Oklahoma AG And EPA Pick Pruitt Stalled Pollution Lawsuit After Contributions From Poultry Industry

Jan 16, 2017

President-elect Donald Trump’s nominee to run the U.S. Environmental Protection Agency, Oklahoma Attorney General Scott Pruitt, walked back a legal fight to clean up rivers polluted by chicken manure after accepting tens of thousands of dollars in campaign contributions linked to the poultry industry, campaign and court records show.

report by the nonprofit Environmental Working Group verified by StateImpact shows at least $40,000 for Pruitt’s 2010 campaign was contributed by executives of poultry companies and lawyers of firms representing the companies named in a high-profile pollution lawsuit filed by his predecessor Drew Edmondson.

Pruitt declined requests for comment.

“Scott Pruitt’s antipathy for holding polluters accountable in his own state is a bad sign for things to come across America if he’s given the reins at the EPA,” EWG President Ken Cook said in an emailed statement. “The EPA’s job is to protect public health, not let industry off the hook for polluting our rivers and drinking water.”

The 2005 lawsuit against Tyson Foods and other poultry companies was filed to stop chicken manure from polluting the Illinois River. The runoff was linked to elevated phosphorus and nitrate levels that fueled algae blooms in ponds and waterways throughout the Illinois River watershed in Oklahoma and Arkansas.

Arguments in the lawsuit were concluded before Pruitt took over the AG’s office, but the judge has not issued a ruling. After his election as AG, Pruitt helped broker a third-party study of water quality in the Illinois River, but has not pushed for a ruling, court records show.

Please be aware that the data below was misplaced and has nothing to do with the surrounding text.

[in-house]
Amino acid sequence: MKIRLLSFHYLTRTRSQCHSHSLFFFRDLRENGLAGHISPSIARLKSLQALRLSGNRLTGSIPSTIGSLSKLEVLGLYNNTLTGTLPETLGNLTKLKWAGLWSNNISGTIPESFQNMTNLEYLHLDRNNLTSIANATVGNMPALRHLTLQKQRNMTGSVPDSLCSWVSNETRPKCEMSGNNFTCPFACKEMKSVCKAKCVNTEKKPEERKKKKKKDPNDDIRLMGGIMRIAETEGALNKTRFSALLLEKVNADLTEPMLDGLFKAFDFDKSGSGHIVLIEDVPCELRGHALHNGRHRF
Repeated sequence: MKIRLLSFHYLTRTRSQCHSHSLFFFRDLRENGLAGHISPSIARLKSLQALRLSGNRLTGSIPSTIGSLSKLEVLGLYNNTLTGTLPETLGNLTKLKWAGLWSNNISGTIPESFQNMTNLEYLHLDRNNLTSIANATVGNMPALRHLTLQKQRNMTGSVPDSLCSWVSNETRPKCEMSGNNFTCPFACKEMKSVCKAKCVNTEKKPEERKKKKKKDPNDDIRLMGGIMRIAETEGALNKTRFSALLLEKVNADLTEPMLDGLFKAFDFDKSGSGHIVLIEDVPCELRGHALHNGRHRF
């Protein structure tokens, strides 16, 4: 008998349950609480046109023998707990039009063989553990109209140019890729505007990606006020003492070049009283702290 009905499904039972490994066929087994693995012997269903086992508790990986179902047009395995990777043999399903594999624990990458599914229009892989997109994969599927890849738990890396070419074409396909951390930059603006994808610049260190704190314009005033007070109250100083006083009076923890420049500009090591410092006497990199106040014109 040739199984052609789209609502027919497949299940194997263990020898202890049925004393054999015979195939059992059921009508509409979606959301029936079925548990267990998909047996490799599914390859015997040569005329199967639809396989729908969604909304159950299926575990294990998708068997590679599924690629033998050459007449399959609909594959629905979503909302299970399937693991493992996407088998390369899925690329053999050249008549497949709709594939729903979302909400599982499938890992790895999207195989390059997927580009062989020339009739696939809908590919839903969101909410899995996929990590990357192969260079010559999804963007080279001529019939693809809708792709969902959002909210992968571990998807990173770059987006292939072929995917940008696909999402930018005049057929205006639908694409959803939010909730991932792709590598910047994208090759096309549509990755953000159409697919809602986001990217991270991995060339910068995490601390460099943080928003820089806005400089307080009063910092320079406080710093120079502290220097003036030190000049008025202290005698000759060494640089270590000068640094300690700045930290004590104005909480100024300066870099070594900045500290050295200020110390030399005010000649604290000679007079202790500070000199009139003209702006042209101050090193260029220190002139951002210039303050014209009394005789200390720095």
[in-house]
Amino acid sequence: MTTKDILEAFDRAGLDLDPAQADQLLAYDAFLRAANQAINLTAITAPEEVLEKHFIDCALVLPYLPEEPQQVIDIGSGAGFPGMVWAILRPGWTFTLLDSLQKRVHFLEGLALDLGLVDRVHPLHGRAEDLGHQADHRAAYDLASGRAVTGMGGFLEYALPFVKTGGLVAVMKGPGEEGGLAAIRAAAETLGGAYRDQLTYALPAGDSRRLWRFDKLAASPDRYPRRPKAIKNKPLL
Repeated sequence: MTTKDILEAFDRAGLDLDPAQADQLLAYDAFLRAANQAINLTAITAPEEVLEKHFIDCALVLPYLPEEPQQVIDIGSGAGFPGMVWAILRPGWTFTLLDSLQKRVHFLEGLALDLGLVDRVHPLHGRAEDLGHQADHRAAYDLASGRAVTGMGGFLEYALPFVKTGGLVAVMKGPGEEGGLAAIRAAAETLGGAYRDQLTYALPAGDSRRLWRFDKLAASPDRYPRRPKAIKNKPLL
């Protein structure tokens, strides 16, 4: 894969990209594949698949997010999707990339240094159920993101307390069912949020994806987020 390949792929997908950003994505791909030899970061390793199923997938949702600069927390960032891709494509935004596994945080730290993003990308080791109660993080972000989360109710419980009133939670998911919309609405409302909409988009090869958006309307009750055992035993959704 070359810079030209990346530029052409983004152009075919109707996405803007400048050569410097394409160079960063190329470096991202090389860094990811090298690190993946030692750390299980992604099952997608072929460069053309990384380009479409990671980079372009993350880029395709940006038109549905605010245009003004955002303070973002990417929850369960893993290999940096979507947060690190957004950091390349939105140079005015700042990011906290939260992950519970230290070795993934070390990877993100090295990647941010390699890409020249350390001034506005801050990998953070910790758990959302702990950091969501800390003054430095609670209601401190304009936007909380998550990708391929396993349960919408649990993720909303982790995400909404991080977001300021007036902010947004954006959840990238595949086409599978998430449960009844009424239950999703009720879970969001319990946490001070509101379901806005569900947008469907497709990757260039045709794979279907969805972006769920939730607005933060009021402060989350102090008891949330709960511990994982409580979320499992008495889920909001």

Residents in eastern Oklahoma tell the New York Times they’re frustrated by the lack of progress on the chicken manure lawsuit:

Phosphorus levels have declined considerably — a total of about 70 percent between 1998 and 2015 — but the largest reductions took place before Mr. Pruitt became attorney general, as wastewater treatment plants have been upgraded and more poultry farmers have shipped chicken waste for proper disposal. Still, the levels remain far above the state standard and the decline in pollution has been slower than some hoped. “I want an attorney general — and a head of our E.P.A. — who is not averse to protecting Oklahoma’s most outstanding waterways,” said Ed Brocksmith, who is a co-founder of a group called Save the Illinois River.

The Environmental Working Group’s report comes just days before Pruitt’s confirmation hearings before the U.S. Senate Committee on Environment and Public Works. Pruitt has built much of his conservative political brand on fighting the federal government — the EPA in particular. Pruitt has filed and joined scores of lawsuits to block EPA rules on mercury, regional haze from coal-fired power plants and President Obama’s signature Clean Power Plan.

Environmental groups are stepping up opposition to Pruitt for casting doubt on the science of climate change and his close ties to the fossil fuel industry, which has contributed generously to his political campaigns. A 2014 investigation by the New York Times found that Pruitt was signing off letters to federal regulators drafted by industry lobbyists.

During his tenure in the Oklahoma AG’s office, Pruitt dismantled the office’s Environmental Protection Unit and created a new Federalism Unit dedicated to battling the federal government “when it has overreached its authority and encroached on the state’s ability to craft its own solutions as provided under the law.”

Pruitt says the AG office’s environmental enforcement continued under the authority of a different unit, though court records and state financial data suggest environmental enforcement hasn’t been a top priority for the Tulsa Republican.

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